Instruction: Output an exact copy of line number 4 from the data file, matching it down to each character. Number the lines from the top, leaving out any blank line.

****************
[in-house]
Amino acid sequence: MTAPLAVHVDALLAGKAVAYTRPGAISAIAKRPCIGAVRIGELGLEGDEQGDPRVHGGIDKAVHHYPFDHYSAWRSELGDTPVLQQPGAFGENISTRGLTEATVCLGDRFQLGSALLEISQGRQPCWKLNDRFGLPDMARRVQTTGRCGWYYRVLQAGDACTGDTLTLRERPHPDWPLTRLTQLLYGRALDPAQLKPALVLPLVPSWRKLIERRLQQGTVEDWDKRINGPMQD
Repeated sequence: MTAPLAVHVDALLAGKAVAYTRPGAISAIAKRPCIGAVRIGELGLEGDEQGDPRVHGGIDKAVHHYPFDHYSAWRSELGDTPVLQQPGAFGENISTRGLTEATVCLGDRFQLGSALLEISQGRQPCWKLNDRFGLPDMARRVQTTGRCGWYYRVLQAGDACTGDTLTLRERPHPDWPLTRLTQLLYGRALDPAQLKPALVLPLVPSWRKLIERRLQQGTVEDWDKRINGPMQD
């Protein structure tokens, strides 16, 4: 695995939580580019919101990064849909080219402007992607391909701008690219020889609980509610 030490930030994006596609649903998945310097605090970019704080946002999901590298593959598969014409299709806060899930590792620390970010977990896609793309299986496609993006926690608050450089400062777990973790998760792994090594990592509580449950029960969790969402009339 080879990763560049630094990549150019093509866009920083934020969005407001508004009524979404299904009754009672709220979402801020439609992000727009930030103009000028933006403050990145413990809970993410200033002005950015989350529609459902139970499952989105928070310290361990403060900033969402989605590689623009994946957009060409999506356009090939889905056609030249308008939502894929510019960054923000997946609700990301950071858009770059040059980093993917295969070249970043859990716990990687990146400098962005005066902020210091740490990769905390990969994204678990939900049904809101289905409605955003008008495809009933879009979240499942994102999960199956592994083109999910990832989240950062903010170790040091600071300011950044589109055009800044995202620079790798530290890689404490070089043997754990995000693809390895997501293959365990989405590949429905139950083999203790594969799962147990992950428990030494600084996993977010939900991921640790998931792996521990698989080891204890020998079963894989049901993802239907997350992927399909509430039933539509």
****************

């Protein structure tokens, strides 16, 4: 695995939580580019919101990064849909080219402007992607391909701008690219020889609980509610 030490930030994006596609649903998945310097605090970019704080946002999901590298593959598969014409299709806060899930590792620390970010977990896609793309299986496609993006926690608050450089400062777990973790998760792994090594990592509580449950029960969790969402009339 080879990763560049630094990549150019093509866009920083934020969005407001508004009524979404299904009754009672709220979402801020439609992000727009930030103009000028933006403050990145413990809970993410200033002005950015989350529609459902139970499952989105928070310290361990403060900033969402989605590689623009994946957009060409999506356009090939889905056609030249308008939502894929510019960054923000997946609700990301950071858009770059040059980093993917295969070249970043859990716990990687990146400098962005005066902020210091740490990769905390990969994204678990939900049904809101289905409605955003008008495809009933879009979240499942994102999960199956592994083109999910990832989240950062903010170790040091600071300011950044589109055009800044995202620079790798530290890689404490070089043997754990995000693809390895997501293959365990989405590949429905139950083999203790594969799962147990992950428990030494600084996993977010939900991921640790998931792996521990698989080891204890020998079963894989049901993802239907997350992927399909509430039933539509």